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An LGBTQ+ 'Unity Prom' at Ohio's State House Is a Resounding Success

An LGBTQ+ 'Unity Prom' at Ohio's State House Is a Resounding Success

Unity Prom at Ohio State House

The queer community had itself a kiki at the Ohio State House and it was a blast.

Dozens of queer Ohioans came together at the Ohio State House over the weekend to dress up and dance at Unity Prom, an LGBTQ-centric gala event sponsored by the Columbus Lesbian and Gay Softball Association.

With a non-gender-specific prom court and performances from artists like Virginia West, the sold-out event was designed to provide a do-over for those who could not be themselves at prom.

Kaleidoscope Youth Center, which supports Ohio’s queer youth, will receive proceeds from Saturday’s event.

Over $10,000 was raised for the mission of Kaleidoscope, an organization that hosts its prom event, Other Prom, in May.

Many attendees thought the event was an opportunity to make their prom night perfect.

Various people attended, some dressed in ball gowns and harnesses, while others wore towering high heels and full drag outfits.

Cheryl Harrison, an organizer and member of CLGSA said the event aims to unite local LGBTQ+ organizations and encourage the community to support LGBTQ+ youth, the Columbus Dispatchreports.

More than 50 people were on the waiting list for the event, which saw 350 attendees.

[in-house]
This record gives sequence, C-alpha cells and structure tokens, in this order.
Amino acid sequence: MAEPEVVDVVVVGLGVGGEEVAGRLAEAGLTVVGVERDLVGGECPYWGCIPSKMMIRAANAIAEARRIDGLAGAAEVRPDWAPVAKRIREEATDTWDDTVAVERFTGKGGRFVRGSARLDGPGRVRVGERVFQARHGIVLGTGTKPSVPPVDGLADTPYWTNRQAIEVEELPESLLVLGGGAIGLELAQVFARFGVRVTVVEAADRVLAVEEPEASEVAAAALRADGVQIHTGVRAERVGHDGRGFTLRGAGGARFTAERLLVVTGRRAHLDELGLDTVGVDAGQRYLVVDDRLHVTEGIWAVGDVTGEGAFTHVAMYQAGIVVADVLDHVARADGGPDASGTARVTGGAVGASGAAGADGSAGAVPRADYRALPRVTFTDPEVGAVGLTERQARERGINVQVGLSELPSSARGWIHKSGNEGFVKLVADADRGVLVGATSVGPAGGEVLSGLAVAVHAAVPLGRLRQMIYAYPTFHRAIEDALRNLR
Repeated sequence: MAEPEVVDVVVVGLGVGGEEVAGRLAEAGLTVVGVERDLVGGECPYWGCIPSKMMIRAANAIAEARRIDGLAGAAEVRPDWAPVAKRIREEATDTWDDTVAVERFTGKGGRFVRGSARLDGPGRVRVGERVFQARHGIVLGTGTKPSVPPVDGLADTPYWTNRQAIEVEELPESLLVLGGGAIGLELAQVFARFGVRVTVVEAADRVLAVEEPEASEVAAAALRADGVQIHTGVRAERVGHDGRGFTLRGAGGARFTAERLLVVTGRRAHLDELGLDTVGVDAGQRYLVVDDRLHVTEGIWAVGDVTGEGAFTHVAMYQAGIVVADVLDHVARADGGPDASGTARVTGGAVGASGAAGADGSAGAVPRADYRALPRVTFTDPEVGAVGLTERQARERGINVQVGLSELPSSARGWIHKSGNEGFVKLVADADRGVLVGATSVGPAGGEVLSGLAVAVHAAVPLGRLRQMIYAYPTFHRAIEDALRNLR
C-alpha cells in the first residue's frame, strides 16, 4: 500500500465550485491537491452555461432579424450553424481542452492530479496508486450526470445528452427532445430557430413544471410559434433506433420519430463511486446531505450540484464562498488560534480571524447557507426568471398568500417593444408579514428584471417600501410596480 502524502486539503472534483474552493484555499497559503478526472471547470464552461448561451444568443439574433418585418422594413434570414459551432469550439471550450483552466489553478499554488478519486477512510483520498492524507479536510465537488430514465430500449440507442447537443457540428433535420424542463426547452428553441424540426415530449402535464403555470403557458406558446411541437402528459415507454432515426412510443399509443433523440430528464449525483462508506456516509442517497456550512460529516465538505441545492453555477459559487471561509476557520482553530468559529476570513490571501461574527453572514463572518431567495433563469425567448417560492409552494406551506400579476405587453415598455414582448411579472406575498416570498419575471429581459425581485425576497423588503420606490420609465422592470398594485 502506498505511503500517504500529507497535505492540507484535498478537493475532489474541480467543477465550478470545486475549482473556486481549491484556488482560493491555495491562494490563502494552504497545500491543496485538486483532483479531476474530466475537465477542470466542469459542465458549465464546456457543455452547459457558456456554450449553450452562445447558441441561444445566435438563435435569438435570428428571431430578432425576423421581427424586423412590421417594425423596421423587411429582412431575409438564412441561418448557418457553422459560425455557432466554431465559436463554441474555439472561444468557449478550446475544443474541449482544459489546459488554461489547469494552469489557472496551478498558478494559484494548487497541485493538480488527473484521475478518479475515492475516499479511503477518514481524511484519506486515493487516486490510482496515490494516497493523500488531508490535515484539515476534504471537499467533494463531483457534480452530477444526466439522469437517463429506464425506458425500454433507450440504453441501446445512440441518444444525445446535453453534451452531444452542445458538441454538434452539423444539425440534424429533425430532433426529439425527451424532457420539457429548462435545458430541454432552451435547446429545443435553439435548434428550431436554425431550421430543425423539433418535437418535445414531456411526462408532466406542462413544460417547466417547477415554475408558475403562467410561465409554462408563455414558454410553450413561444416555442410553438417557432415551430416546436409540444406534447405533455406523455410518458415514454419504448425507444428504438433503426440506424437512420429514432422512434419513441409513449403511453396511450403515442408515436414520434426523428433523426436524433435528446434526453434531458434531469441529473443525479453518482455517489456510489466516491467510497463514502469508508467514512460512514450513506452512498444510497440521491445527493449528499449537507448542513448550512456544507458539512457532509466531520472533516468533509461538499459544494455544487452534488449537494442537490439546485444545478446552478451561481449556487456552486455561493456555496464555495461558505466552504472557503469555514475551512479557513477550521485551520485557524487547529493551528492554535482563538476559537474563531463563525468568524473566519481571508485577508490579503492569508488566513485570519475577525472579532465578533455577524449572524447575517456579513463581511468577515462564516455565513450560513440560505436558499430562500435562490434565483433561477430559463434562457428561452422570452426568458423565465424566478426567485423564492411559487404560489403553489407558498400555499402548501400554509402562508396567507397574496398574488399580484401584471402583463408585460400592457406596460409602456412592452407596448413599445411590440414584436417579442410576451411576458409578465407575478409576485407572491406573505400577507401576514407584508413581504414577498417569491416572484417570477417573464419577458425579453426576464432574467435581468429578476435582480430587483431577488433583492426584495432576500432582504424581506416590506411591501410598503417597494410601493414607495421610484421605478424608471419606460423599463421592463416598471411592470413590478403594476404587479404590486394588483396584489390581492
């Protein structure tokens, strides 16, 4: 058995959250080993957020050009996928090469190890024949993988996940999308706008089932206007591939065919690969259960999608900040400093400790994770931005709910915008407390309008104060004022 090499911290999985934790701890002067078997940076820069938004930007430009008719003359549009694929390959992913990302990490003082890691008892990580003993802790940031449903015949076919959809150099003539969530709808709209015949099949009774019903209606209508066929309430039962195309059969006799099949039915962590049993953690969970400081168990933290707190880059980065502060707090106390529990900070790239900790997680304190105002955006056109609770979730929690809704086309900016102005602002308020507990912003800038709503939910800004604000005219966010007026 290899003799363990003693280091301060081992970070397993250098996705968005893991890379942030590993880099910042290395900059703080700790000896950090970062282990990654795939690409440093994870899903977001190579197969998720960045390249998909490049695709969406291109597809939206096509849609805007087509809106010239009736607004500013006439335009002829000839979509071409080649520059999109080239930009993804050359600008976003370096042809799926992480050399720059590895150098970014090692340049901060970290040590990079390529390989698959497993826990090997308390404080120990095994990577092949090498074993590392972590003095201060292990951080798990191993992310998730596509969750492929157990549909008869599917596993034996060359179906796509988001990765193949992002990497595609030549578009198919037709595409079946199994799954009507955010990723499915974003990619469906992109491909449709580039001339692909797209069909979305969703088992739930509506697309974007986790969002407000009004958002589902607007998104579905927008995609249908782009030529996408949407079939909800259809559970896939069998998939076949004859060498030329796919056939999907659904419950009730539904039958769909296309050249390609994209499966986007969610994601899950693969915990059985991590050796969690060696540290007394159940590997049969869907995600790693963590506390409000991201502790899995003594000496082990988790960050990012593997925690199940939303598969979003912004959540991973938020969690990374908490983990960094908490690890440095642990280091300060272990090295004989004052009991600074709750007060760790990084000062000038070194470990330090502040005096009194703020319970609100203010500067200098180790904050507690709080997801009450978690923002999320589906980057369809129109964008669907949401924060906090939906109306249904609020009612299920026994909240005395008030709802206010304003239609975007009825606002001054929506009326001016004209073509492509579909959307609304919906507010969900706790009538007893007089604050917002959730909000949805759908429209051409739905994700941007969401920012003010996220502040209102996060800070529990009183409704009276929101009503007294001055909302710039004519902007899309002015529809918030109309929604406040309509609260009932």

Performances included drag queens West, Edna Mwah, and Maya Bizness; drag king Riley Poppyseed; and nonbinary drag performer Clinica Deprecious.

“I think it’s easy to get caught up in all of the stories and the news and to think we’re doomed,” one of the organizers, Keith Speers, told Columbus NBC station WCMH. “But I think there are many more people out here that believe that people should be able to live their lives as they are, love the people that they love.”

Those who went to the prom said it was meaningful for them since it was a more accepting experience than their own high school proms.

Julie Taylor told the Dispatch that she skipped her high school prom after feeling uncomfortable with what prom. She just hung out with friends instead.

"I was nervous, I'm not gonna lie. It kind of brings back those feelings," Taylor told the outlet. "(But) now as an adult ... I can come and still feel feminine, but wear a tuxedo jacket and a harness and show skin and not feel like I'm doing something wrong."

"Me and my lesbian date went together, and her girlfriend and my date went together. My date and I won prom king and queen, and we both danced with our dates," said attendee Matt Sliger. "It's different because when you go from being young to an adult, you slowly start to realize that other people's opinions don't actually matter about you. You get to be who you are 24/7, no matter what."

Organizers hope to continue the event in the future based on the success of this year’s event.

Ohio has been one of the epicenters of radical right-wing anti-LGBTQ+ extremism, with neo-Nazis recently descending upon a public park in Wadsworth, near Akron, to protest a Drag Queen Story Hour event.

Several hundred armed white supremacists and ultra-right-wing nationalists screamed at supporters who carried rainbow-colored umbrellas.

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